We cannot deem ourselves worthy to be the spiritual center of Orthodoxy (the Fourth Rome, as you call it) if we do not first have a thoroughly Orthodox society.
That does not describe Istanbul I visited.
I think I understand where Michal is coming from. Instead of looking outward to some romanticized or idealized version of places and times we are not a part of - we ought to work in an inward manner. The heart of our Faith should lie in our families, how we live our own lives as imitators of Christ in our relationships with our loved ones, our neighbors etc... Rather than seeking something ethereal (or even 'magical' as some seem to envision things)at an exotic place like the Holy Mountain (and I mean no disrespect there and I fully recognize the importance and significance of Athos and other great centers of the Faith) we need to strengthen our parishes and serve as living 'icons', if you will, to be a beacon to share the great gift of faith and the potential of salvation which is offered to us as believers.
Question: Who's the real Orthodox spiritual leader (besides Jesus): Moscow?
...are there any here who think Russia is the heart of Orthodoxy? That she should be looked to for tough questions of the Orthodox faith, that other Orthodox refuse to answer? Or that everything that comes out of the big 4 patriarchs must be signed off on by Russia too?
The patriarch is not a source of dogma or doctrine in Orthodoxy. The patriarch is a custodian of the Faith, just as all Orthodox Christians are custodians of the Faith, first and foremost in the manner described so well by podkarpatska. Metropolitans and patriarchs chair synods of bishops. Orthodox bishops are equal. There is no form of primacy in the Orthodox Church, doctrinal or jurisdictional, which exceeds that of primus inter pares (first among equals).
"We Orthodox bear in my view a marvelous theology, in principle, of conciliarity, of what the Russians call sobornost (unanimity in freedom would be a good translation of sobornost)." +Bishop Kallistos Ware
The following explanation might be helpful (from Bishop Alexander (Mileant), ed., Ernst Benz, The Eastern Orthodox Church: Its Thought and Life
SOBERNOST: DEMOCRATIC EQUALITY OF LAITY, PRIESTS, BISHOPS, AND PATRIARCHS
"The Orthodox Church acknowledges the monarchical principle as far as the whole Church is concerned, this concept embracing both the visible Church on earth and the invisible celestial Church. The master, lord and sole head of the Church is Christ. But the monarchical principle does not in practice rule the organization of the visible Church. Here purely democratic principles prevail. No single member of the Church is considered to have a legal position fundamentally superior to that of the other members. Even the clergy, aside from the sacramental powers accorded to them by their consecration, have no special rights that would set them above the laity. The Orthodox Church prizes this "democratic" (sobornost’) principle as one of its oldest traditions. Just as all the apostles were equal in rank and authority, so their successors, the bishops, are all equal.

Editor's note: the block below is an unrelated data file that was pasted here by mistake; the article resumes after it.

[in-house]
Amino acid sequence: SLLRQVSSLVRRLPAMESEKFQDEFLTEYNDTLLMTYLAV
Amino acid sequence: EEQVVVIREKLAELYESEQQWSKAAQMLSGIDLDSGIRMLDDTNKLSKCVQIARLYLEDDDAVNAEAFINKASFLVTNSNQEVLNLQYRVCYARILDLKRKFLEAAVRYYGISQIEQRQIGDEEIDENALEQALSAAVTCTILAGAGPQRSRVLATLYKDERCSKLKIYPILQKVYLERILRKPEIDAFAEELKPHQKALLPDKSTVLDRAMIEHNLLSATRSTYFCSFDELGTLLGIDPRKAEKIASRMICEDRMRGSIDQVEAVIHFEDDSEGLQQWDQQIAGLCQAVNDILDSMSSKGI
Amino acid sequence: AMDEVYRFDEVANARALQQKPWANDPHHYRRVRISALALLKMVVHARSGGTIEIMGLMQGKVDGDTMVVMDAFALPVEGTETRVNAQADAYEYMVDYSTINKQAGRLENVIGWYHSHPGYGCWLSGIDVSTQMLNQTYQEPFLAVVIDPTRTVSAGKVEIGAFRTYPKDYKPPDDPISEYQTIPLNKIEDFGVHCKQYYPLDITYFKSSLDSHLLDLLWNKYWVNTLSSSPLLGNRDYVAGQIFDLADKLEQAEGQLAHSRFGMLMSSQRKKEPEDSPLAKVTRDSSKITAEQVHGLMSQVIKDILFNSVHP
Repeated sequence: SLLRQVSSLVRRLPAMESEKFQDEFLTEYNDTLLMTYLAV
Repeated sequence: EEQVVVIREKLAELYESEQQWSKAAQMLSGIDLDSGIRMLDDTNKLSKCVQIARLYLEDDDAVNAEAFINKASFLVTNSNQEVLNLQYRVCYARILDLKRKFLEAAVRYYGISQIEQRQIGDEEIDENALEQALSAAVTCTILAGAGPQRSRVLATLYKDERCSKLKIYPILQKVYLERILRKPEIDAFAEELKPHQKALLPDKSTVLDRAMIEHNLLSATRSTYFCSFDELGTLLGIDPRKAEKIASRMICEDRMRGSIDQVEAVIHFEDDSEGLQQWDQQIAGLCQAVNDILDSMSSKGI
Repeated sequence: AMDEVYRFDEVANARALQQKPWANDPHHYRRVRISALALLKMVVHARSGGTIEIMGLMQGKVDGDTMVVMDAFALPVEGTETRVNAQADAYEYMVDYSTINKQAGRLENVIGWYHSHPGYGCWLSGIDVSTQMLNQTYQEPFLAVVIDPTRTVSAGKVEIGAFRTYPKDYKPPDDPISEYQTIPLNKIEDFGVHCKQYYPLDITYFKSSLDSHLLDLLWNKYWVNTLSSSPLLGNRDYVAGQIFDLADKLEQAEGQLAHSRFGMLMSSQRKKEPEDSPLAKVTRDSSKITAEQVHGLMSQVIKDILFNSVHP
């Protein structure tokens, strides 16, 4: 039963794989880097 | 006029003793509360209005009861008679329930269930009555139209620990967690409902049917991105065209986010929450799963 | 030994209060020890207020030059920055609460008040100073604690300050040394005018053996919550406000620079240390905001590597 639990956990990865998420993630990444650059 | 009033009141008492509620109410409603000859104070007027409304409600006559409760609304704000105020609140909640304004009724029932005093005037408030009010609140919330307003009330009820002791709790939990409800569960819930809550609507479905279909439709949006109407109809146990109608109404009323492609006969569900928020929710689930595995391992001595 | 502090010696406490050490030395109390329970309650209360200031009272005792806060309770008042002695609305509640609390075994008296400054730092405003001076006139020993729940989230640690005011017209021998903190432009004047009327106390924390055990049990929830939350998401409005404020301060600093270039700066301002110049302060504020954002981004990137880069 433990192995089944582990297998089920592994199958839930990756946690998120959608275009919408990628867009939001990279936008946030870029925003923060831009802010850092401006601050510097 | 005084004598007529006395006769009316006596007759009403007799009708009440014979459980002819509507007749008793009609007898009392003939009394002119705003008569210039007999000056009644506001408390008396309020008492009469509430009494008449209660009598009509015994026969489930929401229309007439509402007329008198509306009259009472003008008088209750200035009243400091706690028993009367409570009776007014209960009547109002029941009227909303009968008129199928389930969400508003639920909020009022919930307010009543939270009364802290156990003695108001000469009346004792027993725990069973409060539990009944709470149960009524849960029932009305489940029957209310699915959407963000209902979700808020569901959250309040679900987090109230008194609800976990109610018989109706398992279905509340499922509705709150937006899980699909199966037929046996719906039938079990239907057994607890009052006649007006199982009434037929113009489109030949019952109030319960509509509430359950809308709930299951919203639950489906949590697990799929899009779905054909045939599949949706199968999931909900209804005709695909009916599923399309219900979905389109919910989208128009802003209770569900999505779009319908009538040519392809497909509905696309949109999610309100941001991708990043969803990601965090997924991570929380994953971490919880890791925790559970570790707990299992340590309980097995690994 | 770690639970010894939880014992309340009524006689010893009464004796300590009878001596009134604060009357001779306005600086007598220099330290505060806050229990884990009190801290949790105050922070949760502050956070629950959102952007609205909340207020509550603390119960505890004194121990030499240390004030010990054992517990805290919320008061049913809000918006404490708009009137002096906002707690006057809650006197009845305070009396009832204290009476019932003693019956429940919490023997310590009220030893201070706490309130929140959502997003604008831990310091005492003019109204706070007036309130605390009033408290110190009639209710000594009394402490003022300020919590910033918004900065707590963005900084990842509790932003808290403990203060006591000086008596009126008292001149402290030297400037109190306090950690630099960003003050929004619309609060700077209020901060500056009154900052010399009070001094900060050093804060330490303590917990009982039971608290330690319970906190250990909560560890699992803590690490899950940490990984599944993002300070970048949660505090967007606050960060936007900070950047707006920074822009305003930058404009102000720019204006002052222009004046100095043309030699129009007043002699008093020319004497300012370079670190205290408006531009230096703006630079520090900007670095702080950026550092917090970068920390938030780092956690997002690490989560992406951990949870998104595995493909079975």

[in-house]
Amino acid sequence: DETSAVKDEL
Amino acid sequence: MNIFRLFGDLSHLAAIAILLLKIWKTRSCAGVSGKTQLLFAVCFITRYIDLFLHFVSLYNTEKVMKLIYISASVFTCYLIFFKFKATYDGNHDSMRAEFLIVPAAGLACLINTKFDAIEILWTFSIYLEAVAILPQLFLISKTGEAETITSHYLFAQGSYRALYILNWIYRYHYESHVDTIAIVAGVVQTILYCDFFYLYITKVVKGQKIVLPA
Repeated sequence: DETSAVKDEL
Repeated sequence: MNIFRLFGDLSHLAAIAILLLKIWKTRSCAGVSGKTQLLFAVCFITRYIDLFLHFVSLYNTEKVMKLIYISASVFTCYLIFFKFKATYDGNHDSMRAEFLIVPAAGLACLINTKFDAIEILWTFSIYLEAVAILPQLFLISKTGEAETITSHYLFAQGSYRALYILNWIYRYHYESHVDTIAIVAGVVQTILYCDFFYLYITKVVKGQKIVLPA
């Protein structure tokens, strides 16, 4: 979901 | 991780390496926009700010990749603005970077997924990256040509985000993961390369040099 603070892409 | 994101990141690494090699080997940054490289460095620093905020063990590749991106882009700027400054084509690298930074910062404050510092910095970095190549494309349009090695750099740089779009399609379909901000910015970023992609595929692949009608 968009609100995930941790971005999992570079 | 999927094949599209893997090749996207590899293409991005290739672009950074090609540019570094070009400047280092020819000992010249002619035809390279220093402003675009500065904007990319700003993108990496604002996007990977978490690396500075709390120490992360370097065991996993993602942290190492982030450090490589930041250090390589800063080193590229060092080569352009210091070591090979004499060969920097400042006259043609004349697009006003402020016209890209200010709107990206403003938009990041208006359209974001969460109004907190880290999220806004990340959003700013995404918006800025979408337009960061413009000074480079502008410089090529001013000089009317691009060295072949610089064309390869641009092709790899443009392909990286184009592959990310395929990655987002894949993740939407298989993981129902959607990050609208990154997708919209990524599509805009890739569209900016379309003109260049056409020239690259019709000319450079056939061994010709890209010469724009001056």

It is true that the principle of the so-called monarchical episcopate became established quite early in the primitive Church. That is to say, the bishop was recognized as holding the leading position within the Church. But this did not mean that he alone represented the entire spiritual power of the Church. Not even the bishops as a body constituted the highest authority of the Church. This was vested in the ecumenical consensus or conscience of the Church, which meant the general opinion of clergy and laymen taken together. Even the decision of an ecumenical council acquires validity only if it is accepted by this general consensus of the whole Church. Although the bishop represents the unity of the Christian community and exercises full spiritual powers, he is no autocrat; he and all the clergy subordinate to him are regarded as parts of the entire ecclesia, the living organism of which Christ is the head.